The series by Peter Attia is one of the most accessible and informative lectures on Cholesterol that I have found. Here are some excerpts.
"...standard cholesterol testing (including VAP) is largely irrelevant and you should have a lipoprotein analysis using NMR spectroscopy ...This topic bears an upsettingly parallel reality to that of nutrition 'science' in that virtually all health care providers have no understanding of it and seem to only reiterate conventional wisdom (e.g., 'LDL is bad,' 'HDL is good')"
"Cholesterol is "just" another fancy organic molecule in our body, but with an interesting distinction: we eat it, we make it, we store it, and we excrete it – all in different amounts."
"Cholesterol, a steroid alcohol, can be 'free' or 'unesterified' ('UC' as we say, which stands for unesterified cholesterol) which is its active form, or it can exist in its 'esterified' or storage form which we call a cholesterol ester ('CE')"
"Cholesterol exists in 2 forms – UC and CE – and the form determines if we can absorb it or not, or store it or not (among other things)."
"About 25% of our daily "intake" of cholesterol – roughly 300 to 500 mg — comes from what we eat (called exogenous cholesterol), and the remaining 75% of our "intake" of cholesterol — roughly 800 to 1,200 mg – is made by our body (called endogenous production). To put these amounts in context, consider that total body stores of cholesterol are about 30 to 40 gm (i.e., 30,000 to 40,000 mg) and most of this resides within our cell membranes. Every cell in the body can produce cholesterol and thus very few cells actually require a delivery of cholesterol. Cholesterol is required by all cell membranes and to produce steroid hormones and bile acids."
"Of this 'made' or 'synthesized' cholesterol, our liver synthesizes about 20% of it and the remaining 80% is synthesized by other cells in our bodies."
"Plasma cholesterol levels (which is what clinicians measure with standard cholesterol tests) often have little to do with cellular cholesterol, especially artery cholesterol, which is what we really care about. For example, when cholesterol intake is decreased, the body will synthesize more cholesterol and/or absorb (i.e., recycle) more cholesterol from our gut."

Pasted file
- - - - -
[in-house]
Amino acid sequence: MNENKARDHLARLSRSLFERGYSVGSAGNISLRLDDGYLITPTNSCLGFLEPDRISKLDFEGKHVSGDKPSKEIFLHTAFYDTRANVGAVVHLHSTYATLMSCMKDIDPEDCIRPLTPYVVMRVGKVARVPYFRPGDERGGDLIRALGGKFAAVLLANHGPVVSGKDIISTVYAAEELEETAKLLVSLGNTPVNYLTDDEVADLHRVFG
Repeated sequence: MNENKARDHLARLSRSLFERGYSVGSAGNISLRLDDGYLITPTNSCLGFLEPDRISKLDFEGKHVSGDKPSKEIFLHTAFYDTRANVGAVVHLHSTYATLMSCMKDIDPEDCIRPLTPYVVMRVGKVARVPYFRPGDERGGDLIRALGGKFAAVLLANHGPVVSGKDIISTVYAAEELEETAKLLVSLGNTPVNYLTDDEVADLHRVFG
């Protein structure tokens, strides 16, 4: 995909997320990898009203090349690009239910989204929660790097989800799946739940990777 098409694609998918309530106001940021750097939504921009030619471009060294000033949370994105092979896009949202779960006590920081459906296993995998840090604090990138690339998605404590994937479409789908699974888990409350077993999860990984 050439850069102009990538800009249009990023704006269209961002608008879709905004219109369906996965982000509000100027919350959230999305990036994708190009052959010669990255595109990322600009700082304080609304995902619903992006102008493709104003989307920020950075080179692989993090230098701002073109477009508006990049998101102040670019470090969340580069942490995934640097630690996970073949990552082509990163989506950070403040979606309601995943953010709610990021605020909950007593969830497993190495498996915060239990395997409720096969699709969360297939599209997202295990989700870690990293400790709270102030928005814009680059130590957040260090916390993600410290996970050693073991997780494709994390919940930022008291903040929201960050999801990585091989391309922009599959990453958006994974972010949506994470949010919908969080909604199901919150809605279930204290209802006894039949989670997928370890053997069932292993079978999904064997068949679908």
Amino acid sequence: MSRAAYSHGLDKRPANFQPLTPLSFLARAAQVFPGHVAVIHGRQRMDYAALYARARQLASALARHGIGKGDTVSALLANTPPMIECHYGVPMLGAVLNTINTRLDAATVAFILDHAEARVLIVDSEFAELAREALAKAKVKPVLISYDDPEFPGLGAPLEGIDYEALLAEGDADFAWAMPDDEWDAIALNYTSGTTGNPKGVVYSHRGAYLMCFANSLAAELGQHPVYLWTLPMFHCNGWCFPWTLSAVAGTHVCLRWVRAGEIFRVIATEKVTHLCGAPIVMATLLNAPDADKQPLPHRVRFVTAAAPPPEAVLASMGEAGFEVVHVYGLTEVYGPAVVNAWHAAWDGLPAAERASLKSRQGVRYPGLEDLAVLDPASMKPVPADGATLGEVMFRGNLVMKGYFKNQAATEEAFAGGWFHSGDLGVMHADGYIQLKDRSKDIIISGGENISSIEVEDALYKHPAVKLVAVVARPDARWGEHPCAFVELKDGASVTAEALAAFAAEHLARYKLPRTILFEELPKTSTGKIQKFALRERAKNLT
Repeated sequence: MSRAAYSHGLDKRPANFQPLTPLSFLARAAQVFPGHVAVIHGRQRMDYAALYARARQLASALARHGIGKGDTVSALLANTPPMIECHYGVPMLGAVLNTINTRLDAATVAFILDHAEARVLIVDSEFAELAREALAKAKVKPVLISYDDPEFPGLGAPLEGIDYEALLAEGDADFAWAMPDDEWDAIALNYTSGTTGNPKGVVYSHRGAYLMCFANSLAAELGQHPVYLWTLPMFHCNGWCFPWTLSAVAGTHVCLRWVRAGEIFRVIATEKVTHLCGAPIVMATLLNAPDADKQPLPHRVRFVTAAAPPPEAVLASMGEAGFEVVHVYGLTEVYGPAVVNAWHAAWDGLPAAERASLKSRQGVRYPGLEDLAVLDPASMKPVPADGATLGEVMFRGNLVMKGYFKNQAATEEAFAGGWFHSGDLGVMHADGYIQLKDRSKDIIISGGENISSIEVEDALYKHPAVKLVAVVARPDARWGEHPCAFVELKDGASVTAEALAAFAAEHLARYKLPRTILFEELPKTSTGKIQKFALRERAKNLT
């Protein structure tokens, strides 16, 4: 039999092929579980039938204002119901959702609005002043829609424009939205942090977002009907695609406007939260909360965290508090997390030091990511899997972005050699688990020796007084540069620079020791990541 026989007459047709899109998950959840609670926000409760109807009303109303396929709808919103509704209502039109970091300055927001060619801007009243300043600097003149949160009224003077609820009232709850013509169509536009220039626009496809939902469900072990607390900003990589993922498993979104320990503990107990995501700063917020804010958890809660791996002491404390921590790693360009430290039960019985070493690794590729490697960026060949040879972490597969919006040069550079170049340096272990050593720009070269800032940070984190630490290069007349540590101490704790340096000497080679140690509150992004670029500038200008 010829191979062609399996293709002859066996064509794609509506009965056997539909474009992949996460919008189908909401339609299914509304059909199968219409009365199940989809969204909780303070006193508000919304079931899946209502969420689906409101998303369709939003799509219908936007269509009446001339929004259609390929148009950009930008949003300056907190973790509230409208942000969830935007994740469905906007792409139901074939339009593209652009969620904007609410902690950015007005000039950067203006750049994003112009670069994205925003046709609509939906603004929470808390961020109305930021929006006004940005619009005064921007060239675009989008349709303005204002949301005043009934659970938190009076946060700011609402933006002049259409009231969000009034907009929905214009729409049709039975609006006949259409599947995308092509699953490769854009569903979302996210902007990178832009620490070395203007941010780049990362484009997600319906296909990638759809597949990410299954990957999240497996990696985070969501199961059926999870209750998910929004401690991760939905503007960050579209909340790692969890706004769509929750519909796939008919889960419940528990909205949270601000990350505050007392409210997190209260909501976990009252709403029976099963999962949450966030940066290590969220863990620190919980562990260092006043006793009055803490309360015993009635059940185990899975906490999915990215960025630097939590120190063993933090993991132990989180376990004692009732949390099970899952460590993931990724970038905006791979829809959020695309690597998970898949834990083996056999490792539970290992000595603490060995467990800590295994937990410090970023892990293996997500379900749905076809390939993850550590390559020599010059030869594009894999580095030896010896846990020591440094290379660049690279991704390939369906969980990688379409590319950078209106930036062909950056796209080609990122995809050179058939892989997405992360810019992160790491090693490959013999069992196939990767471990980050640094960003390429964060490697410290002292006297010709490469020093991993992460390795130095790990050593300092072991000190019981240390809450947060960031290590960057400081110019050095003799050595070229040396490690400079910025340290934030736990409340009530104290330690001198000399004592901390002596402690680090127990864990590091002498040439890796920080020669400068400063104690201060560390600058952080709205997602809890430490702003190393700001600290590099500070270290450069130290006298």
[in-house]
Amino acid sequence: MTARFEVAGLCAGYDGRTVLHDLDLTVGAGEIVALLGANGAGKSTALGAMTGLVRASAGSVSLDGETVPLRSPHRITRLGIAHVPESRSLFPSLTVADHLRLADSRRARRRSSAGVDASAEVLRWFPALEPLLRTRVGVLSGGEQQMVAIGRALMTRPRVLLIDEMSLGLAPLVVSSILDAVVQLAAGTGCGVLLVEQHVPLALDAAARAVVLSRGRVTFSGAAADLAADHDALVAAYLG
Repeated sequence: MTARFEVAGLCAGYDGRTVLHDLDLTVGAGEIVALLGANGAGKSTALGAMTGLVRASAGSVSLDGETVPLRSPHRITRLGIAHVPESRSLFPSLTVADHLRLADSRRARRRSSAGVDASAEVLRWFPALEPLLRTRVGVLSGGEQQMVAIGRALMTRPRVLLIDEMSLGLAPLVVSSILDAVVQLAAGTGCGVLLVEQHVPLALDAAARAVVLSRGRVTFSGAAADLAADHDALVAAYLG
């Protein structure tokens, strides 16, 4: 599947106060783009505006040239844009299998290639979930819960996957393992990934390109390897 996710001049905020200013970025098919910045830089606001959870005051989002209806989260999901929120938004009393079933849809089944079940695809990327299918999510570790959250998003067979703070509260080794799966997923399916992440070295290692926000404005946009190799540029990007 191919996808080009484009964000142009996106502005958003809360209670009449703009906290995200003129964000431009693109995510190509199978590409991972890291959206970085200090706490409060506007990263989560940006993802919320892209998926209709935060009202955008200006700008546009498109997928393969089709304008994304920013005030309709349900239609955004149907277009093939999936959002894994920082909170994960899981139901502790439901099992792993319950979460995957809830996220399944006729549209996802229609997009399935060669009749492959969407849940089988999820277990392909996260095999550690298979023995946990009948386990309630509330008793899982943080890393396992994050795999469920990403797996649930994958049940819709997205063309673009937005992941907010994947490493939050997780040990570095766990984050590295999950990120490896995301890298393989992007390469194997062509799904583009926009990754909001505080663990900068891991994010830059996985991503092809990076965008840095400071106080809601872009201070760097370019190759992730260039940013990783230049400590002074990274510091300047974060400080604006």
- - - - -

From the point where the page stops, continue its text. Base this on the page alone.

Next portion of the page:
"Only free or unesterified cholesterol (UC) can be absorbed through gut enterocytes."
"Much (> 50%) of the cholesterol we ingest from food is esterified (CE), hence we don't actually absorb much, if any, exogenous cholesterol (i.e., cholesterol in food)."
"Most of the cholesterol we eat is not absorbed and is excreted by our gut (i.e., leaves our body in stool). The reason is it not only has to be de-esterified, but it competes for absorption with the vastly larger amounts of UC supplied by the biliary route."
"Re-absorption of the cholesterol we synthesize in our body is the dominant source of the cholesterol in our body. That is, most of the cholesterol in our body was made by our body."
"One of the unfortunate results of the eternal need to simplify everything is that we (i.e., the medical establishment) have done the public a disservice by failing to communicate that there is no such thing as 'bad' cholesterol or 'good' cholesterol. "All cholesterol is good! The only 'bad' outcome is when cholesterol ends up inside of the wall of an artery, most famously the inside of a coronary artery or a carotid artery, AND leads to an inflammatory cascade which results in the obstruction of that artery (make sure you check out the pictures in the links, above). When one measures cholesterol in the blood – we really do not know the final destination of those cholesterol molecules!"
"Eating cholesterol has very little impact on the cholesterol levels in your body. This is a fact, not my opinion. Anyone who tells you different is, at best, ignorant of this topic. At worst, they are a deliberate charlatan. Years ago the Canadian Guidelines removed the limitation of dietary cholesterol. The rest of the world, especially the United States, needs to catch up."